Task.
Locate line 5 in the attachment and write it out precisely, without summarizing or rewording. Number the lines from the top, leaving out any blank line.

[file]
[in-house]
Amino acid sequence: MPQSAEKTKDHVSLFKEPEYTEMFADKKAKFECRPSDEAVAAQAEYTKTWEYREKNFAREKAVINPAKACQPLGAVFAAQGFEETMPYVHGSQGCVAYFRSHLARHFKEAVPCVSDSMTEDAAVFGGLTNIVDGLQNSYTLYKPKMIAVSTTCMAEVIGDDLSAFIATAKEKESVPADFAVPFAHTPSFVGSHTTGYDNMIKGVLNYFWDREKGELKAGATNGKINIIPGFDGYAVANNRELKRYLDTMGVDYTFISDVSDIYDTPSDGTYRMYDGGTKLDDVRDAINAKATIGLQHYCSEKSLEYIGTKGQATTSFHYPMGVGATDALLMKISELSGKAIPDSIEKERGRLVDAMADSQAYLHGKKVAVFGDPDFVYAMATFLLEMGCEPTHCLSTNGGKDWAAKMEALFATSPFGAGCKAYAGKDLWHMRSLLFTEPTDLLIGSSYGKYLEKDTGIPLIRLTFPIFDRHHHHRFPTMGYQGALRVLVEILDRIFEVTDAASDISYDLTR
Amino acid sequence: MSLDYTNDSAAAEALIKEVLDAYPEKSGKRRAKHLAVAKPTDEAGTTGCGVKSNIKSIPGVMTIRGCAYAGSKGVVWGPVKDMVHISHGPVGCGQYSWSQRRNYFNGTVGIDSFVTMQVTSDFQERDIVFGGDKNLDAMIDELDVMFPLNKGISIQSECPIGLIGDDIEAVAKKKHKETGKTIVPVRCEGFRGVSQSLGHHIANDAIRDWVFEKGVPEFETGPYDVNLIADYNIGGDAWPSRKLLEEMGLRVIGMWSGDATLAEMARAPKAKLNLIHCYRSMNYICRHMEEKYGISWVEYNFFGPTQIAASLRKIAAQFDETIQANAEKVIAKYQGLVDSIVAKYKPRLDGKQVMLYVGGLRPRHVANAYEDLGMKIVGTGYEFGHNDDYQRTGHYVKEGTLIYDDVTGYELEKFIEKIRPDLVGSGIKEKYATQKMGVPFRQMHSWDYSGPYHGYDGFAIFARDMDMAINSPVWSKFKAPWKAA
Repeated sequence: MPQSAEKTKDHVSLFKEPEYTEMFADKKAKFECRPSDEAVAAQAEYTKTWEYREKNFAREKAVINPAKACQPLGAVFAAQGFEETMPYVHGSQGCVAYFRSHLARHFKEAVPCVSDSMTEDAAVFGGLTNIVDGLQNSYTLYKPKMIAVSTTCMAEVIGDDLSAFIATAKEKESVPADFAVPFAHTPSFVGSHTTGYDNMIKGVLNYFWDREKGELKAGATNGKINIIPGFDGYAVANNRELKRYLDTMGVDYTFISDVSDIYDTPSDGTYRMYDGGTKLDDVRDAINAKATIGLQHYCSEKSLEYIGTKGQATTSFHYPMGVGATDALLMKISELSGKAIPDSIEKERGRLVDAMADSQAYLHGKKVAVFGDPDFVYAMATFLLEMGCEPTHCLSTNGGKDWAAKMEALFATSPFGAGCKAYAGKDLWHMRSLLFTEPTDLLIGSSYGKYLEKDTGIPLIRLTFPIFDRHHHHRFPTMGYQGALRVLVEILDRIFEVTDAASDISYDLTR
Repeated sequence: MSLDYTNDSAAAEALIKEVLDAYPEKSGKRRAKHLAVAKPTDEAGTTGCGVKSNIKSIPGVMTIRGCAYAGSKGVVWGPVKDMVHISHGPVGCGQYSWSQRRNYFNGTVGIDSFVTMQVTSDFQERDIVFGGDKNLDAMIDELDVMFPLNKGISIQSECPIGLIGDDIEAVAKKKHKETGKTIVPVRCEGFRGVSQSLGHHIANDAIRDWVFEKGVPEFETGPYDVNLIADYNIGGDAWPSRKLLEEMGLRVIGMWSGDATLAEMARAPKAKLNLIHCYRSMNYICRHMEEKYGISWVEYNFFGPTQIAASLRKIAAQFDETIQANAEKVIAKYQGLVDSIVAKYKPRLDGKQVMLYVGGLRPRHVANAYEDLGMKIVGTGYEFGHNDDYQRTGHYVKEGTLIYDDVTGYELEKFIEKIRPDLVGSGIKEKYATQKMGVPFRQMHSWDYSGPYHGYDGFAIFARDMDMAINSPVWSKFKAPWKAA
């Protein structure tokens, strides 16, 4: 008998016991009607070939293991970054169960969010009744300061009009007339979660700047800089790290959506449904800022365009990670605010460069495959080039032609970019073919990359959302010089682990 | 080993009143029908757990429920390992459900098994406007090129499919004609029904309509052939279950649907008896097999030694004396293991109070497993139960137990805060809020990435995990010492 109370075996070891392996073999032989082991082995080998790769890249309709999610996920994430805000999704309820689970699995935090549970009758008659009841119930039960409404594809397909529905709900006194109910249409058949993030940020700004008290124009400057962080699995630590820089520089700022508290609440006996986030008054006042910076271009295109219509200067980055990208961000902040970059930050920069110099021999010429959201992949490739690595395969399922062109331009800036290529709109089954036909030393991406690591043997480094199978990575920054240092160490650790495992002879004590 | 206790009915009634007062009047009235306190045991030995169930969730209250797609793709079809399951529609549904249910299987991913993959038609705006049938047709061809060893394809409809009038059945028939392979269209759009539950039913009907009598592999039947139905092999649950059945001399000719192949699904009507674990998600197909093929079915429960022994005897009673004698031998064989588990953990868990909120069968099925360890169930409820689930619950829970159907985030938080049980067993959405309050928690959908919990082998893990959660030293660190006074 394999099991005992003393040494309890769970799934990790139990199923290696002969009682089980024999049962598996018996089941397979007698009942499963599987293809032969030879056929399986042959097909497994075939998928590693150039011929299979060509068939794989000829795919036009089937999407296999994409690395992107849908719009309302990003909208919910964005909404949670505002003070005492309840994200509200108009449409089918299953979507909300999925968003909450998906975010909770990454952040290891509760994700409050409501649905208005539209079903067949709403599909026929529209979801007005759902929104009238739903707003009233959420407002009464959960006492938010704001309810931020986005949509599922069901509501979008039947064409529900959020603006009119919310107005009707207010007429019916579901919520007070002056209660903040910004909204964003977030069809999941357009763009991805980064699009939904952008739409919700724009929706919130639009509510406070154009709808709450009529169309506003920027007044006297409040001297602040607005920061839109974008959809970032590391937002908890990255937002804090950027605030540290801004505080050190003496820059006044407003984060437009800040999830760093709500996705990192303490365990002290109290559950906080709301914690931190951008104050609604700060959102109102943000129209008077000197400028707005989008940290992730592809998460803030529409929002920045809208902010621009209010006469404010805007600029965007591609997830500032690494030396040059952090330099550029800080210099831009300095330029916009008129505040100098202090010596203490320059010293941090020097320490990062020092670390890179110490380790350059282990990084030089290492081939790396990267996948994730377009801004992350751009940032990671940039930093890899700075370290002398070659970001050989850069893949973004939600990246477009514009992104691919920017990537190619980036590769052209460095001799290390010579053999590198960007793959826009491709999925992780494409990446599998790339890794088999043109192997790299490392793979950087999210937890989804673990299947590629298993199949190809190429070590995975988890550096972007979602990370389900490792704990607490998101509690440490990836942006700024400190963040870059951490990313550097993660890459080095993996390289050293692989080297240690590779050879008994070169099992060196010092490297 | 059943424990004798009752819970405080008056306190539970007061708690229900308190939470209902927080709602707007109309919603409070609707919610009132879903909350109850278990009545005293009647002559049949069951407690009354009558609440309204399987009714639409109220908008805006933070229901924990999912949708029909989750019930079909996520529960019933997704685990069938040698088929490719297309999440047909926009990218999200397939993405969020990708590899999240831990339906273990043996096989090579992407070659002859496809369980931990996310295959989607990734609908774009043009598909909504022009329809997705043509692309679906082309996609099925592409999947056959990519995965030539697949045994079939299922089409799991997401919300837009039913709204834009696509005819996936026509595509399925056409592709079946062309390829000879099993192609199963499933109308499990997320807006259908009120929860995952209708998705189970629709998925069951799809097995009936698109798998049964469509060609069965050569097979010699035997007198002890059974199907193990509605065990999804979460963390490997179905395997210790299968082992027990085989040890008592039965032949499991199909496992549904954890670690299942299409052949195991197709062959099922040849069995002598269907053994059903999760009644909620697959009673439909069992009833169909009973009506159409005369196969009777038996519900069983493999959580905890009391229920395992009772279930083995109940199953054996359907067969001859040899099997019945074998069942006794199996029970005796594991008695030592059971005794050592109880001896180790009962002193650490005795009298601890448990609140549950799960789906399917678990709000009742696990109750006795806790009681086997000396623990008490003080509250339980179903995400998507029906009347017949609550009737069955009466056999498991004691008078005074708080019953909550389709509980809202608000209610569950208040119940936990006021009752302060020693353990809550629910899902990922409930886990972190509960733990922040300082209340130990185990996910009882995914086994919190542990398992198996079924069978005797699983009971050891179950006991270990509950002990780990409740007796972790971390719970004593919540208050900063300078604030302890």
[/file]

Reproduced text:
Repeated sequence: MSLDYTNDSAAAEALIKEVLDAYPEKSGKRRAKHLAVAKPTDEAGTTGCGVKSNIKSIPGVMTIRGCAYAGSKGVVWGPVKDMVHISHGPVGCGQYSWSQRRNYFNGTVGIDSFVTMQVTSDFQERDIVFGGDKNLDAMIDELDVMFPLNKGISIQSECPIGLIGDDIEAVAKKKHKETGKTIVPVRCEGFRGVSQSLGHHIANDAIRDWVFEKGVPEFETGPYDVNLIADYNIGGDAWPSRKLLEEMGLRVIGMWSGDATLAEMARAPKAKLNLIHCYRSMNYICRHMEEKYGISWVEYNFFGPTQIAASLRKIAAQFDETIQANAEKVIAKYQGLVDSIVAKYKPRLDGKQVMLYVGGLRPRHVANAYEDLGMKIVGTGYEFGHNDDYQRTGHYVKEGTLIYDDVTGYELEKFIEKIRPDLVGSGIKEKYATQKMGVPFRQMHSWDYSGPYHGYDGFAIFARDMDMAINSPVWSKFKAPWKAA